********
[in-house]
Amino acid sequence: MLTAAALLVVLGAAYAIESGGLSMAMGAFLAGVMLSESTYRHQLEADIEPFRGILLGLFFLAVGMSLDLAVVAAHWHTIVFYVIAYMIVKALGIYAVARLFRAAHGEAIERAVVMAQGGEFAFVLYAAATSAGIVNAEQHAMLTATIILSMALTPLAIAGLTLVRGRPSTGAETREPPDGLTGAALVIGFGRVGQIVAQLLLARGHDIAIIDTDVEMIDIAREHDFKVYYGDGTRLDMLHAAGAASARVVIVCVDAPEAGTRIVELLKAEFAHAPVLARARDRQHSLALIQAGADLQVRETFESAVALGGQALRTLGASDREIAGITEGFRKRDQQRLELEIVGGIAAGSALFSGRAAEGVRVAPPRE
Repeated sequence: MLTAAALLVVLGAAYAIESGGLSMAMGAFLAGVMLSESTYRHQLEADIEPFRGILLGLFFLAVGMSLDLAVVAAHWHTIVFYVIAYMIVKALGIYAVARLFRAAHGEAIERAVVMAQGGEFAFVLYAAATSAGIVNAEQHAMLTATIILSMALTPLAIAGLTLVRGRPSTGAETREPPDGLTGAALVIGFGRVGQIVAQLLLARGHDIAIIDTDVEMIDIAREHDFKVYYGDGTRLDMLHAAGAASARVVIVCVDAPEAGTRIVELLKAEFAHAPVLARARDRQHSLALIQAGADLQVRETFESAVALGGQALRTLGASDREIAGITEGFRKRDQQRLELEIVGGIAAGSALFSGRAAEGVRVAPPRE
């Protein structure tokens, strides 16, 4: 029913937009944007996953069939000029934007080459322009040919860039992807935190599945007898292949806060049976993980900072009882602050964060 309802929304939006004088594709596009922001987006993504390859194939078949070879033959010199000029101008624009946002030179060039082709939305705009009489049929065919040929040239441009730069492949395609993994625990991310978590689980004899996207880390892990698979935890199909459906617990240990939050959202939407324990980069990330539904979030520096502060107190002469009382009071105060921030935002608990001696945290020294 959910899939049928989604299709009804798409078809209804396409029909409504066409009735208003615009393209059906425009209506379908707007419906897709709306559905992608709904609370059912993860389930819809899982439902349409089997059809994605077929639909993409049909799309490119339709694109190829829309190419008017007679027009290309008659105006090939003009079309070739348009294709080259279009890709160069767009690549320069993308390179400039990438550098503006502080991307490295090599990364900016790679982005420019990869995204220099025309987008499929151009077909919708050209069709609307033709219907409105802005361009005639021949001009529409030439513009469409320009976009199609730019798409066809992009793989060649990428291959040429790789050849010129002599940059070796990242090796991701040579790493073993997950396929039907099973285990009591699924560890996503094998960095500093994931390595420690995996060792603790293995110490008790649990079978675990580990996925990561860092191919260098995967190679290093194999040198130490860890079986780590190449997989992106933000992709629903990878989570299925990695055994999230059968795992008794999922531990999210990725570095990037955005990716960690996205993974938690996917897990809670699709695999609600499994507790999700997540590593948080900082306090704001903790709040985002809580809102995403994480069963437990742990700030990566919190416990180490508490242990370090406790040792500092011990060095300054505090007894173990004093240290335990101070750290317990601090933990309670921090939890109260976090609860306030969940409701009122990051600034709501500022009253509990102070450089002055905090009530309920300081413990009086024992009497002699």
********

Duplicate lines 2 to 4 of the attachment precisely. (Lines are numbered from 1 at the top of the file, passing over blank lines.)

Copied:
Amino acid sequence: MLTAAALLVVLGAAYAIESGGLSMAMGAFLAGVMLSESTYRHQLEADIEPFRGILLGLFFLAVGMSLDLAVVAAHWHTIVFYVIAYMIVKALGIYAVARLFRAAHGEAIERAVVMAQGGEFAFVLYAAATSAGIVNAEQHAMLTATIILSMALTPLAIAGLTLVRGRPSTGAETREPPDGLTGAALVIGFGRVGQIVAQLLLARGHDIAIIDTDVEMIDIAREHDFKVYYGDGTRLDMLHAAGAASARVVIVCVDAPEAGTRIVELLKAEFAHAPVLARARDRQHSLALIQAGADLQVRETFESAVALGGQALRTLGASDREIAGITEGFRKRDQQRLELEIVGGIAAGSALFSGRAAEGVRVAPPRE
Repeated sequence: MLTAAALLVVLGAAYAIESGGLSMAMGAFLAGVMLSESTYRHQLEADIEPFRGILLGLFFLAVGMSLDLAVVAAHWHTIVFYVIAYMIVKALGIYAVARLFRAAHGEAIERAVVMAQGGEFAFVLYAAATSAGIVNAEQHAMLTATIILSMALTPLAIAGLTLVRGRPSTGAETREPPDGLTGAALVIGFGRVGQIVAQLLLARGHDIAIIDTDVEMIDIAREHDFKVYYGDGTRLDMLHAAGAASARVVIVCVDAPEAGTRIVELLKAEFAHAPVLARARDRQHSLALIQAGADLQVRETFESAVALGGQALRTLGASDREIAGITEGFRKRDQQRLELEIVGGIAAGSALFSGRAAEGVRVAPPRE
């Protein structure tokens, strides 16, 4: 029913937009944007996953069939000029934007080459322009040919860039992807935190599945007898292949806060049976993980900072009882602050964060 309802929304939006004088594709596009922001987006993504390859194939078949070879033959010199000029101008624009946002030179060039082709939305705009009489049929065919040929040239441009730069492949395609993994625990991310978590689980004899996207880390892990698979935890199909459906617990240990939050959202939407324990980069990330539904979030520096502060107190002469009382009071105060921030935002608990001696945290020294 959910899939049928989604299709009804798409078809209804396409029909409504066409009735208003615009393209059906425009209506379908707007419906897709709306559905992608709904609370059912993860389930819809899982439902349409089997059809994605077929639909993409049909799309490119339709694109190829829309190419008017007679027009290309008659105006090939003009079309070739348009294709080259279009890709160069767009690549320069993308390179400039990438550098503006502080991307490295090599990364900016790679982005420019990869995204220099025309987008499929151009077909919708050209069709609307033709219907409105802005361009005639021949001009529409030439513009469409320009976009199609730019798409066809992009793989060649990428291959040429790789050849010129002599940059070796990242090796991701040579790493073993997950396929039907099973285990009591699924560890996503094998960095500093994931390595420690995996060792603790293995110490008790649990079978675990580990996925990561860092191919260098995967190679290093194999040198130490860890079986780590190449997989992106933000992709629903990878989570299925990695055994999230059968795992008794999922531990999210990725570095990037955005990716960690996205993974938690996917897990809670699709695999609600499994507790999700997540590593948080900082306090704001903790709040985002809580809102995403994480069963437990742990700030990566919190416990180490508490242990370090406790040792500092011990060095300054505090007894173990004093240290335990101070750290317990601090933990309670921090939890109260976090609860306030969940409701009122990051600034709501500022009253509990102070450089002055905090009530309920300081413990009086024992009497002699």